Rosemary can be tricky. Sometimes it will survive a winter and so sometimes it won't. If you don't want to bring the entire plant in to can take cuttings from it and bring those in and nurture those inside until spring.
  • Wendy
    Wendy Posts: 20
    edited September 2018
    I harvest 20 pink clover flowers every day starting in June.  I also harvest a handful of plantain every day.  Every week I harvest willow bark.  When it's hot, I harvest cattails.  I just finished picking chokecherries and cherry bark and am starting to pick apples and hawthorn berries.  It's time to start digging burdock root and dandelion root here as well (Manitoba Canada).  The last of the raspberry leaves need to get done in the next week.  I don't have the luxury of overwintering rosemary here, too cold.  I am always looking for new herbs to grow from seed here, to see if I can get them to a point of overwintering.
  • lorifloyd5
    lorifloyd5 Posts: 11
    edited September 2018
    There are tons of yellow flowers blooming in TN right now.  They look kind of like black eyed susans but a little smaller and some don't have a black center.  I'm new to foraging wild herbs.  Is this something like wild chamomile or calendula?
  • H_D
    H_D Posts: 384 ✭✭✭
    edited September 2018
    Lori,

    Rudbeckia hirta L.is the latin name and they are similar in action to the echinacea plant.  Just don't use any seeds in medicinal preparation

    Heather
  • lorifloyd5
    lorifloyd5 Posts: 11
    edited September 2018
    Would you tincture the leaves? I made a syrup out of some of the juice and honey.
  • DebiB
    DebiB Posts: 92 ✭✭✭
    edited September 2018
    I've harvested my holy basil and I've just harvested an echinacea plant for tincture.  The flowers were done on the echinacea plant so I only used the leaves and roots for the tincture.
  • StacyLou
    StacyLou Posts: 89 ✭✭
    edited September 2018


    I just harvested some calendula and lemongrass. I have basil and oregano going in my other dehydrator.
  • LaurieLovesLearning
    LaurieLovesLearning Posts: 7,356 admin
    edited September 2018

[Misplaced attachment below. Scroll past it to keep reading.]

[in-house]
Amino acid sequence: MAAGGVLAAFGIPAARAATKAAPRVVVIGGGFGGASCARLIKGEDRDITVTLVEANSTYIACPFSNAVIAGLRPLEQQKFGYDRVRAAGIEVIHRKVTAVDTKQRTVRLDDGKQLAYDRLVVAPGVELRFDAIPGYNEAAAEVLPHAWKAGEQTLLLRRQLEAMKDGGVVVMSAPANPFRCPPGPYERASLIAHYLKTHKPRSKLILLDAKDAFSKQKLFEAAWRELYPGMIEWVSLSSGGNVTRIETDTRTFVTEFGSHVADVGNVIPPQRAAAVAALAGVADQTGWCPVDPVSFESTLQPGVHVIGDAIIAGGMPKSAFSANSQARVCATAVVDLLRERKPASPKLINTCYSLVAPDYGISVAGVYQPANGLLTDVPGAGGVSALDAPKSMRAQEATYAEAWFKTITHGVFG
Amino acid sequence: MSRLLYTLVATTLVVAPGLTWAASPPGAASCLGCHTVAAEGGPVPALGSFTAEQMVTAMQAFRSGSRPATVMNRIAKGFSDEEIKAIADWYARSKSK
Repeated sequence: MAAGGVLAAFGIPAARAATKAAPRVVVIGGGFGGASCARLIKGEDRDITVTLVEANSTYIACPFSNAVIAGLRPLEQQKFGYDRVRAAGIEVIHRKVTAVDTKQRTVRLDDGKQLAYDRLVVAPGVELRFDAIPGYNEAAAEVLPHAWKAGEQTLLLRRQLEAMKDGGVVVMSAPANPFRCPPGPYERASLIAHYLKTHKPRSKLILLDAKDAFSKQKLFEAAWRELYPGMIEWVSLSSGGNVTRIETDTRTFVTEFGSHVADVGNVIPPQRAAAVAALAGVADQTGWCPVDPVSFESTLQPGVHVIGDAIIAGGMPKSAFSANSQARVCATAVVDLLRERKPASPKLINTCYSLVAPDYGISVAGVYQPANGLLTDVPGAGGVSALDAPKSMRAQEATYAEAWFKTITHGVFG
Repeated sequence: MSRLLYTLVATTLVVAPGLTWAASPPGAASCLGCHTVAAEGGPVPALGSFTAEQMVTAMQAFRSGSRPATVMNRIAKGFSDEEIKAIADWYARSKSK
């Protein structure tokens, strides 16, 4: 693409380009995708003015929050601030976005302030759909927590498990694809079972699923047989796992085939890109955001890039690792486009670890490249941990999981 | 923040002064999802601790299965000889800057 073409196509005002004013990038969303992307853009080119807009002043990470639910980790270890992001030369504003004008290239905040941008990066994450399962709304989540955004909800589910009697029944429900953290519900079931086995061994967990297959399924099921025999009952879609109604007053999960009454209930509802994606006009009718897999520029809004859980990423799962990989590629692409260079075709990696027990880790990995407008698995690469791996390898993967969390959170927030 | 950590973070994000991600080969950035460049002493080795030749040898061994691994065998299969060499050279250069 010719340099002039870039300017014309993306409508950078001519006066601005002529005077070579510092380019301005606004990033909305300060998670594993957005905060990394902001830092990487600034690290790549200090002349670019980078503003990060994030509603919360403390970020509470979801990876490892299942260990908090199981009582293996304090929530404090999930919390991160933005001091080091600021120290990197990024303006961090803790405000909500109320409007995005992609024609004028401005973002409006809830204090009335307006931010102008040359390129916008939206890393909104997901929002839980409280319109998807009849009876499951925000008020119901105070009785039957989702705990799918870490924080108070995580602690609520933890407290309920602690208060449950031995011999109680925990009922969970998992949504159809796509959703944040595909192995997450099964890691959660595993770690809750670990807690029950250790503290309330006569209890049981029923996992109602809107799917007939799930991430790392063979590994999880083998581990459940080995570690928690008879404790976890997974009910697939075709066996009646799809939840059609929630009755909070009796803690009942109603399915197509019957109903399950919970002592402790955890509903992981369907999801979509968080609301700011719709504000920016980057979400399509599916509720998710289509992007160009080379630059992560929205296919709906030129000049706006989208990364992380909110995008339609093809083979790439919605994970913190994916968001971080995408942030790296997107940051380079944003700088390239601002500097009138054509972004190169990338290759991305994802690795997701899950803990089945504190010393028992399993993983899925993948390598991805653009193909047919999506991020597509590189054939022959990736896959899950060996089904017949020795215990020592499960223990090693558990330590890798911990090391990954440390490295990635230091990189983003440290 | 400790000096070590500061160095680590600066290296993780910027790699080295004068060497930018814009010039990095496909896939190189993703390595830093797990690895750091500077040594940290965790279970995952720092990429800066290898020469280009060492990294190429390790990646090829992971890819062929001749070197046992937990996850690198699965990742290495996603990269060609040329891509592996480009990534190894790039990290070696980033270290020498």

I just got done making a milky oat tincture.

    I didn't collect as many herbs as I did last year. I have found that summer flew by so fast, that sadly, I didn't get much done. I still hope to get a bit more fall-collecting done.
  • Cherlynn
    Cherlynn Posts: 169 ✭✭✭
    edited September 2018
    I fully understand Laurie!  It's been a crazy year all around!  It would be nice if the weather could calm down and not go full blast in extreme mode!  We spent most of the winter in the 60's and 70's and then suddenly when Spring should of been in full mode we got winter.  Single digit temps and mountains of snow.  This continued through May 17th and then 2 days later we soared into the 90's and beyond.  No rain, just searing heat until late August when the rains started.  To late for crops and lots of flooding.   We are frantically trying to get  this new home built for our son's who moved back home to take care of us.  Not sure we need taken care of but it is very nice to have them here to help when we need them.  Anyway they are currently in our basement and it would be nice if they had their own place.  While we have to take lots of breaks and got a late start we are moving right along.   A neighboring farm has siding for us in 2 weeks and we  will be ready for it.  I am trying to squeeze in time to go collect herbs that grow wild on our farm.  I had thought we lost most of them in the drought but the rain has brought them back so now am scrambling to go harvest what I can before winter sets in. Chamomile is popping up all over and I have ran completely out of it so I am hoping my son can go out with me tomorrow and harvest at least a couple buckets full.  My husband and youngest son deliver herbs for a neighboring farm on Wednesdays and Saturday so those day's I have the best chance to go out and collect.
  • Blair
    Blair Posts: 46
    edited October 2018
    My first time posting anything. Hope I am doing it right. I have brought in a small bit of rosemary, have choc. mint to get along with Lemon balm, Echinacea leaves, Spearmint, Peppermint, and a few others. I did make three small bottles of Poke weed ink last week.